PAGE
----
The debate was fuelled when Wilson was accused of ripping off punters, with Racing For Change (RFC) development director Nigel Roddis amongst those making their anger very clear. He said, “I think it’s in some way taking advantage of novice and infrequent racegoers who don’t understand the nuances of betting.”
The problem is one of the consequences of the 2007 Gambling Act, which gave bookmakers the freedom to set their own each way terms, which they have to display clearly. Two years ago the RCA and RFC developed a customer charter, under which those bookmakers signing up to the gold flag standard agreed to offer each way terms of wither a quarter or a fifth, dependent on the number of runners in a race.
Clearly, Wilson has not committed himself to that, and the miserly terms he offered show once again the weakness of voluntary agreements and customer charters when it comes to looking after the interests of customers, in this case, you and me, the punters.
RCA racing director Caroline Davies pointed the finger directly at bookmaker associations for the failure to reach standard terms across the board. She said, “When we introduced the customer charter we spoke to the bookmakers about standard each way terms and basically we couldn’t get agreements from the associations to adopt them across the board. We were very disappointed, but when you are representing a wide range of bookmakers some of whom support standard each way terms and others that don’t, getting agreement to it is very difficult.”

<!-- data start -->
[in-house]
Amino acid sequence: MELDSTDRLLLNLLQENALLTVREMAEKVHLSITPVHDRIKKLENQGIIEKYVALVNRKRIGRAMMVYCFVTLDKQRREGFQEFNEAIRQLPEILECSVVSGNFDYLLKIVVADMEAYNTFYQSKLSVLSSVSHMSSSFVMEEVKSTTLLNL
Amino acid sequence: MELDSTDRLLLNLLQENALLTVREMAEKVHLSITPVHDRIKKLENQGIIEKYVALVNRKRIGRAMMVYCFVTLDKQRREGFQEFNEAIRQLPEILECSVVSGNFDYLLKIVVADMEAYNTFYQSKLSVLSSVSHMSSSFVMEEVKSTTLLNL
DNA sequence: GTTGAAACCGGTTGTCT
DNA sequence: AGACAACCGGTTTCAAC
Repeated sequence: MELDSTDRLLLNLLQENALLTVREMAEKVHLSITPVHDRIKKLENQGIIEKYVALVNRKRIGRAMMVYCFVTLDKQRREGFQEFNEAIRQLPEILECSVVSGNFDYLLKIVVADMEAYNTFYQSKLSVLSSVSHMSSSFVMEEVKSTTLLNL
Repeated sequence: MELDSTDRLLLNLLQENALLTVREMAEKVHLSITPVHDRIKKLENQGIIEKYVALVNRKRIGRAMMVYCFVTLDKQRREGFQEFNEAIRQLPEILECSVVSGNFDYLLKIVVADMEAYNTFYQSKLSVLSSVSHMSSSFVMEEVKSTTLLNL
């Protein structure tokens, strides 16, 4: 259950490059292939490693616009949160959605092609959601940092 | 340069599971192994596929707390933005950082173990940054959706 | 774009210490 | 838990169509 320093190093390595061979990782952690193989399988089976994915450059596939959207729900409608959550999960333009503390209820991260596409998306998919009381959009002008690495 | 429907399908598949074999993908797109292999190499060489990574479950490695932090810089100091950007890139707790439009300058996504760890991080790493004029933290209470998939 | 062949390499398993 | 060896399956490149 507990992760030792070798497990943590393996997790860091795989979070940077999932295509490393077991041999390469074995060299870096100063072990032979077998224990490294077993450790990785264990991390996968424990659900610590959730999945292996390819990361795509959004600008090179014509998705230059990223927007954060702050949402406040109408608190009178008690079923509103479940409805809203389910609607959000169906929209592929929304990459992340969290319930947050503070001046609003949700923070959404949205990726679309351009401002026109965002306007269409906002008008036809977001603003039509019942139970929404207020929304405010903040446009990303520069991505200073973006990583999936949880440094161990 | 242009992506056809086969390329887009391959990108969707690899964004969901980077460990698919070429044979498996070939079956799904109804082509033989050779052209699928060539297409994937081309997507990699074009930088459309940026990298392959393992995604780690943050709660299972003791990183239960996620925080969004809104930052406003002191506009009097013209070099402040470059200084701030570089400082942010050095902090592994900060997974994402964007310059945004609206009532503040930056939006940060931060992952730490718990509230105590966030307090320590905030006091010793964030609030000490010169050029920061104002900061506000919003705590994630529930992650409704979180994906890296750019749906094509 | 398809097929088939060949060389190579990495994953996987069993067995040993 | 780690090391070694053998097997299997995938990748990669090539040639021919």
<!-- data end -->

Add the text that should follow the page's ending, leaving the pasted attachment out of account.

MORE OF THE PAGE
The RCA and RFC now plan to canvas the views of bookies and punters. I should think there’s universal dissatisfaction amongst punters, and one was quick to advise Wilson to steer clear of his local track when he said, “If that happened at Yarmouth there would be uproar.”